Why are schools so appealing to militaries?
There’s a lot of reasons a school might look useful to a soldier in the field. Schools often have a perimeter wall, they are often made of cinderblocks or bricks in areas where most buildings are made of wood. They might have a couple of floors and that might make them the tallest building in a village or town, good for lookouts.
What are the consequences when schools come under attack?
In the worst cases, students and teachers have been killed and injured. The buildings themselves have been destroyed, meaning kids don’t have a permanent place to learn even after the fighting stops.
It also means the schools are likely to get lower enrollment rates. Parents of teenage girls are particularly unlikely to send their daughters to a school where there are armed men. It has a real negative consequence on kids’ ability to get an education.
Are there long-term effects on students because of a military presence in their schools?
Students are more likely to drop out of education permanently, and then they might start working while still children. Girls might get married younger or start a family when they are still children themselves. All this has a real impact on their lives and futures.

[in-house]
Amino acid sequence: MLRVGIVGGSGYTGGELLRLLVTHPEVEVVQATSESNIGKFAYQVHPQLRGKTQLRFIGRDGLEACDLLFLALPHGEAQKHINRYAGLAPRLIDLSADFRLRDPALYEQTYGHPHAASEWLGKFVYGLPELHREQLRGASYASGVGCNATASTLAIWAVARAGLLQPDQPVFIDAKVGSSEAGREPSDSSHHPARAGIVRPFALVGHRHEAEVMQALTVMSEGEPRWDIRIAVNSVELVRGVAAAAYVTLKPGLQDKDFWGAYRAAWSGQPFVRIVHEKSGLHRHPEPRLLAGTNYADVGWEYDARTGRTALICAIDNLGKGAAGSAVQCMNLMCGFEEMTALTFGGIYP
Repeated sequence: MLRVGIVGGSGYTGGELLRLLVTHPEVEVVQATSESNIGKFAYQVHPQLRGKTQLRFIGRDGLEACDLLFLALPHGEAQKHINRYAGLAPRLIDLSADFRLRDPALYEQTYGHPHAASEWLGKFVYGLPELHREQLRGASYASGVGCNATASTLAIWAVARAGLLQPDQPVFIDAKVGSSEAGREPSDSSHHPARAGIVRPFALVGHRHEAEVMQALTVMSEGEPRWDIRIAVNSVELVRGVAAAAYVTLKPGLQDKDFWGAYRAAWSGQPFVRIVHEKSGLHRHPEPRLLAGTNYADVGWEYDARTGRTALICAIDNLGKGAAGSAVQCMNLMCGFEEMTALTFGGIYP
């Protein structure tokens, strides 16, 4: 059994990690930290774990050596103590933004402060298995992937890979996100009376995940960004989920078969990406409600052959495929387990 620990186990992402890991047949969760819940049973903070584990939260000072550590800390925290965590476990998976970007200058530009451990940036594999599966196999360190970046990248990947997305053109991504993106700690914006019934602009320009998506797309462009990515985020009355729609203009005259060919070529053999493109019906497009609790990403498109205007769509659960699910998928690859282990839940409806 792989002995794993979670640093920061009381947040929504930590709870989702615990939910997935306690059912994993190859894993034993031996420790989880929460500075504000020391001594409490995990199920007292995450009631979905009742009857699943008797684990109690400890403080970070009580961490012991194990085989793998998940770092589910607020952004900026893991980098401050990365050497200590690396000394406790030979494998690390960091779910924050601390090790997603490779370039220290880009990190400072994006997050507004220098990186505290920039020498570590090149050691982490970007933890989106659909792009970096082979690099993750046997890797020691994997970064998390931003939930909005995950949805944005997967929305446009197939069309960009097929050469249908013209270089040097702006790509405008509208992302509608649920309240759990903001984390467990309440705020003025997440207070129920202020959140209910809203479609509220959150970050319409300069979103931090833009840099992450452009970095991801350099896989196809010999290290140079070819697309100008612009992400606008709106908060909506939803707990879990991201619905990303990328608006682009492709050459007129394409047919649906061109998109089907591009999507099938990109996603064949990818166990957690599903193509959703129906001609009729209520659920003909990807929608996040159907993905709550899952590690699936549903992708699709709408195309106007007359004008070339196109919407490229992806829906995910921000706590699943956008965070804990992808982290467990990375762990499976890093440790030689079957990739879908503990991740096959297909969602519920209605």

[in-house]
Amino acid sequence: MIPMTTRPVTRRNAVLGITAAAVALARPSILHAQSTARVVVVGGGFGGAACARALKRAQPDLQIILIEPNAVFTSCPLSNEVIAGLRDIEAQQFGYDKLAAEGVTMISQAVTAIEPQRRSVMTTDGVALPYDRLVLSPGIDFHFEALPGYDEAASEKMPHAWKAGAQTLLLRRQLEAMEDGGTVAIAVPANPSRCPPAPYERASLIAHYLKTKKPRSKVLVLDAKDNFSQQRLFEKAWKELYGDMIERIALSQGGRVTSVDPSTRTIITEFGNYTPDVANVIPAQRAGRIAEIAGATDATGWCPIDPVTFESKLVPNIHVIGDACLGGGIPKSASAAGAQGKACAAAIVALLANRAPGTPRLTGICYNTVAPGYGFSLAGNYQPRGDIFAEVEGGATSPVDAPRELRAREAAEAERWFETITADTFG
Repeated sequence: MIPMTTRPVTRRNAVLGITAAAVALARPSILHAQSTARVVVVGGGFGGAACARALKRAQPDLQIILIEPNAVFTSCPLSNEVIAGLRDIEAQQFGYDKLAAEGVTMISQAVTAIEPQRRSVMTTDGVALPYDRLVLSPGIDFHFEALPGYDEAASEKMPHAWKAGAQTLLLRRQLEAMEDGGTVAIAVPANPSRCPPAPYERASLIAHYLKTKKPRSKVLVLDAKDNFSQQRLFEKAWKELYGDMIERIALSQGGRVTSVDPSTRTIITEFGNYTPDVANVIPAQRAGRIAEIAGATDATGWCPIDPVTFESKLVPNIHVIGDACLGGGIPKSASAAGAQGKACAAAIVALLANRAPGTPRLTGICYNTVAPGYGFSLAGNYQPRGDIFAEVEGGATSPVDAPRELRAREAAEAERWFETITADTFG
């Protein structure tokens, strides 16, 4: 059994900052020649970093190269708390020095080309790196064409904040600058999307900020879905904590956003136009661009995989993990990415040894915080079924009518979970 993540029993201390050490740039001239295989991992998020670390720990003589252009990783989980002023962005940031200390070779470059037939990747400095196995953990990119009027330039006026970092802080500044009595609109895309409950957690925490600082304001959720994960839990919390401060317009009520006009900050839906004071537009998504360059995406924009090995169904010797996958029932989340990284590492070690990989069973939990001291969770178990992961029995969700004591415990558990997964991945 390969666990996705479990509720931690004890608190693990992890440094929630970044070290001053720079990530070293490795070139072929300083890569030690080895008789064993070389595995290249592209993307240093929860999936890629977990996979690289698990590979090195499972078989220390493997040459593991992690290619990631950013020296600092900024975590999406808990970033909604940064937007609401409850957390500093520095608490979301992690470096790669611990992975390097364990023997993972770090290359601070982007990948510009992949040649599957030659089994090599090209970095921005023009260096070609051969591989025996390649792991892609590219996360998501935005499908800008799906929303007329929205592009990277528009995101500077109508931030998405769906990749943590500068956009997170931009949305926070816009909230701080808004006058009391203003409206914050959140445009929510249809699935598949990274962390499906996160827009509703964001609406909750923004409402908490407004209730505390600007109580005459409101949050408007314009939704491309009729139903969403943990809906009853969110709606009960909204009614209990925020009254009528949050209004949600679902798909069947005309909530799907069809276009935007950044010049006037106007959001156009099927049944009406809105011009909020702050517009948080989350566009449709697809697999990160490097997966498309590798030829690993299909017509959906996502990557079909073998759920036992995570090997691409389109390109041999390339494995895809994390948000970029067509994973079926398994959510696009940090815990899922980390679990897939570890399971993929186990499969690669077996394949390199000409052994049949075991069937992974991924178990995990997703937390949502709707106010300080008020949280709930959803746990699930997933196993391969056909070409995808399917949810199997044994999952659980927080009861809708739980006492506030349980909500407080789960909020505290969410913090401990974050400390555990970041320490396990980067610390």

What dangers are kids facing while they study?
I particularly remember students from schools who I met in Yemen back in 2012. They were going to school while an armed group was based on the school roof. When opposition forces fired at the men in the school, the kids would be in the middle of class and have to run down to the basement to protect themselves. I remember the fear these kids felt having to take shelter in their own schools.
When I was visiting a school in Ukraine, there were these strips of red tape in a horizontal line along the corridor walls. I remember asking the person showing us around what these lines were for, and she said these were the lines the kids had to keep their heads under when moving from class to class in case the school came under attack and the windows got blown out.
Those were chilling things to realize children were dealing with.
When did Human Rights Watch first start working on this issue?
It was after the US-led invasion of Afghanistan following the September 11, 2001 attacks. My colleague Zama went to Afghanistan and started hearing stories about letters left at night at homes of teachers or along roadsides. These “night letters” demanded that schools close down or that teachers stop teaching. All just efforts by armed groups to terrorize the local communities to stop sending their kids to school. She heard stories of students being threatened on the way to school, and she started seeing a pattern of attacks on schools, particularly schools for girls.
I started working on the issue in 2009.
Has the United Nations addressed the safe schools issue?